The U.S.'s shameful silence on Brazil: The insane hypocrisy of the right-wing coup can't be exaggerated or ignored

Corrupt right-wing ousted non-corrupt left-wing to prevent investigation into corruption — with tacit U.S. support

Published June 1, 2016 4:35PM (EDT)

Brazilian activists burn a poster reading "Republic of the Coup," with the images of Senate President Renan Calheiros (L) and right-wing interim President Michel Temer, at a protest in Sao Paulo, Brazil on May 12, 2016  (Reuters/Nacho Doce)
Brazilian activists burn a poster reading "Republic of the Coup," with the images of Senate President Renan Calheiros (L) and right-wing interim President Michel Temer, at a protest in Sao Paulo, Brazil on May 12, 2016 (Reuters/Nacho Doce)

The absurd political developments unfolding in Brazil sound like they were directly lifted from an outlandish Hollywood film.

A slow-motion coup is presently being carried out in the fifth-most populated country, and the layers of hypocrisy pile on and on like an onion.

The latest development: the anticorruption minister in Brazil's new coup regime was forced to resign on Monday after a leaked secret recording proves he was actively trying to prevent an investigation into actual corruption that he and the coup leadership were involved in.

Yes, that's right, for emphasis: the "minister of transparency" in Brazil's interim government helped carry out a coup on false corruption allegations in order to prevent an investigation into actual corruption he is a part of.

For context, then, here is a brief summary of the ludicrousness going on in Brazil:

Corrupt right-wing politicians, who are presently being investigated for criminal corruption, carried out a congressional coup against the democratically elected left-wing president (Dilma Roussef) — who has never been charged with a crime and who is herself one of the few politicians not implicated in corruption — by pushing for an impeachment trial based on trumped-up allegations of fiscal mismanagement — a non-impeachable, non-criminal offense.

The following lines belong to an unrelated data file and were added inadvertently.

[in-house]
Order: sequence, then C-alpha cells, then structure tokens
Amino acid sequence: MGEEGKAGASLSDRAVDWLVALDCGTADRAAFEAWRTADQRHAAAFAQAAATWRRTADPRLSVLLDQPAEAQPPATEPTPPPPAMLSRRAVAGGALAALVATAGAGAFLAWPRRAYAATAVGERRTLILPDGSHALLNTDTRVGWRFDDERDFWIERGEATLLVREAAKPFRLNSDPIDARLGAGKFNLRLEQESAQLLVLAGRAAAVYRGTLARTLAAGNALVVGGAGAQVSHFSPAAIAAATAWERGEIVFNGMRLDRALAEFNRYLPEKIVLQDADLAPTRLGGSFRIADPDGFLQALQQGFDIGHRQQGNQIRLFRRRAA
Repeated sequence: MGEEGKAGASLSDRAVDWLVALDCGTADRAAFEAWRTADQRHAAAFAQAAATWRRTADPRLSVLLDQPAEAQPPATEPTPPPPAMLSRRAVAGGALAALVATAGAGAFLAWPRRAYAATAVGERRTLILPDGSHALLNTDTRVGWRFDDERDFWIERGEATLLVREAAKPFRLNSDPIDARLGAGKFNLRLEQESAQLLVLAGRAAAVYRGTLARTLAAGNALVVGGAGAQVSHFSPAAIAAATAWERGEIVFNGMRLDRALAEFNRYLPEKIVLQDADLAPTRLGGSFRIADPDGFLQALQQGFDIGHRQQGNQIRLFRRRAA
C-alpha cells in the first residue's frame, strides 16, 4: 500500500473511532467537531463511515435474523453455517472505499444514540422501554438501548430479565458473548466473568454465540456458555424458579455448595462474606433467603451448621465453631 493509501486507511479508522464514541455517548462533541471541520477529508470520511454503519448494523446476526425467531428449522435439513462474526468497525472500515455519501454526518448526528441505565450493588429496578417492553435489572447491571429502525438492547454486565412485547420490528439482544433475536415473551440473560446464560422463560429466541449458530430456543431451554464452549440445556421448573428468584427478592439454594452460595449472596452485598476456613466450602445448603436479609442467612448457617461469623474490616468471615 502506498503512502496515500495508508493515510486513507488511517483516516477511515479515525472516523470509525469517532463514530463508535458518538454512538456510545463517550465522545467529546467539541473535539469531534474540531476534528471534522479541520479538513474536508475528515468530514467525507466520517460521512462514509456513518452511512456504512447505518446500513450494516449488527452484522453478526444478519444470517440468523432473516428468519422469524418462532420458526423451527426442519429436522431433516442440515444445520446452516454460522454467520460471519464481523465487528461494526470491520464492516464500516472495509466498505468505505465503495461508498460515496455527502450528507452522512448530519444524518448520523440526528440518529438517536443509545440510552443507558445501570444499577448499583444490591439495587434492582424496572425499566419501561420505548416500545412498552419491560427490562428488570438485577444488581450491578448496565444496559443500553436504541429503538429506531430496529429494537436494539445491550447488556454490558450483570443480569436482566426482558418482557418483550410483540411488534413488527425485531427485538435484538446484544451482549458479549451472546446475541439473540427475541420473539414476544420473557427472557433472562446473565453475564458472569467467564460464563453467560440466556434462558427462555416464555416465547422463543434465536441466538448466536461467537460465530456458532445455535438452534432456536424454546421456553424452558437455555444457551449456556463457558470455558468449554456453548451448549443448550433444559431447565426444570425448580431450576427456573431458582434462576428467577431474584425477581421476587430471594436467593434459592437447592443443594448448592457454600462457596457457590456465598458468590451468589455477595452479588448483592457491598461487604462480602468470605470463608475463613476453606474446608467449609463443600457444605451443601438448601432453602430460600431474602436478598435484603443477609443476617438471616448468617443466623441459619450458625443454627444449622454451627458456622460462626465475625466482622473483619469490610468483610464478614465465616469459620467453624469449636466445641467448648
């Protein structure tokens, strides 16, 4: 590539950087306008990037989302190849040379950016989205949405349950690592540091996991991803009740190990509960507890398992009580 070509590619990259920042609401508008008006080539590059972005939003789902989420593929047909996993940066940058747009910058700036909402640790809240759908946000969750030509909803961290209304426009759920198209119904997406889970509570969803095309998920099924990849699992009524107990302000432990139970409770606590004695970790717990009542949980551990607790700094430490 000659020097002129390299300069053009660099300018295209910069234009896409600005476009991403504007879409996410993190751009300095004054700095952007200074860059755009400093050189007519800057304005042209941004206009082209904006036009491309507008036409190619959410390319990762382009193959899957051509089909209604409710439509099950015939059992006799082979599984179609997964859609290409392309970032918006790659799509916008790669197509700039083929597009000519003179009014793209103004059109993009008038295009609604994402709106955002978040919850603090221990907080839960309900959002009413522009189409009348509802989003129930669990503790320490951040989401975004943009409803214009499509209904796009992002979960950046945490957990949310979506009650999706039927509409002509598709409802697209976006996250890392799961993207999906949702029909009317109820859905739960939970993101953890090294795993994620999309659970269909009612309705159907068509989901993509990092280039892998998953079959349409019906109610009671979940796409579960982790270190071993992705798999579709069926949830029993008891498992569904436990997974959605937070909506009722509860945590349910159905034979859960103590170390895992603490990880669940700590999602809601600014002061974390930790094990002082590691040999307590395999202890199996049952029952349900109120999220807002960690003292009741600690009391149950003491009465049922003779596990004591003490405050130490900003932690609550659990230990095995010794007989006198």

After taking over the democratically elected government, this right-wing coup regime promptly created a business elite-linked all-white, all-male cabinet for the first time since 1979, in a country where more than half of the population identifies as of African origin.

Two of the members of this cabinet — who, along with the interim president (Michel Temer), are presently under investigation for crimes — resigned in just two weeks after secret recordings were leaked in which they admit that they deposed the guiltless, non-corrupt elected president for trumped-up non-impeachable offenses in order to prevent her from investigating actual corruption that they are involved in.

One of those now-resigned cabinet members was the minister (Fabiano Silveira) who was supposed to be devoted to corruption, and who is himself involved in a serious corruption scandal that he was actively trying to prevent a probe into (Operation Car Wash, an official investigation into widespread bribery at the state-controlled oil company Petrobras).